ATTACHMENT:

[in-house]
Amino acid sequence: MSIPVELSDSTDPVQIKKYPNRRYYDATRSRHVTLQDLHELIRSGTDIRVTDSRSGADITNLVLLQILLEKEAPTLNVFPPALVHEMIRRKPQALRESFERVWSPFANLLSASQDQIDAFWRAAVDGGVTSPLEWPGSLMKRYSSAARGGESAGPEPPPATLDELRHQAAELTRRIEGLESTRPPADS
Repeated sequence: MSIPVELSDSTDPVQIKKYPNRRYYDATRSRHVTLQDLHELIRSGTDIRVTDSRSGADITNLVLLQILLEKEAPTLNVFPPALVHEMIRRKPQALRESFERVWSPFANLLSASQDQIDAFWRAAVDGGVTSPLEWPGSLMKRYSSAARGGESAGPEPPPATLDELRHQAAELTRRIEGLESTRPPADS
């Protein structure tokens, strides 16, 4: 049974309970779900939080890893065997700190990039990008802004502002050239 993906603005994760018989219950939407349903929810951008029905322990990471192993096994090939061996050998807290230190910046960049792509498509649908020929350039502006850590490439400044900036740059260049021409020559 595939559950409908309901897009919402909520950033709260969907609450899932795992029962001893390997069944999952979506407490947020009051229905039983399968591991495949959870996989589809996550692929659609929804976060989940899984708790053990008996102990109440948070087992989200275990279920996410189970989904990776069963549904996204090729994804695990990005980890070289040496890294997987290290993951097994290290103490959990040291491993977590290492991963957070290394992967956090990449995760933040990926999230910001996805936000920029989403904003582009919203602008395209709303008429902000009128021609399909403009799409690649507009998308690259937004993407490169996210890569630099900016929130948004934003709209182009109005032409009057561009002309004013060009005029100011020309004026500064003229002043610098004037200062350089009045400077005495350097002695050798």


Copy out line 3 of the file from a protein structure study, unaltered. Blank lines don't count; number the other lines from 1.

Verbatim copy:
Repeated sequence: MSIPVELSDSTDPVQIKKYPNRRYYDATRSRHVTLQDLHELIRSGTDIRVTDSRSGADITNLVLLQILLEKEAPTLNVFPPALVHEMIRRKPQALRESFERVWSPFANLLSASQDQIDAFWRAAVDGGVTSPLEWPGSLMKRYSSAARGGESAGPEPPPATLDELRHQAAELTRRIEGLESTRPPADS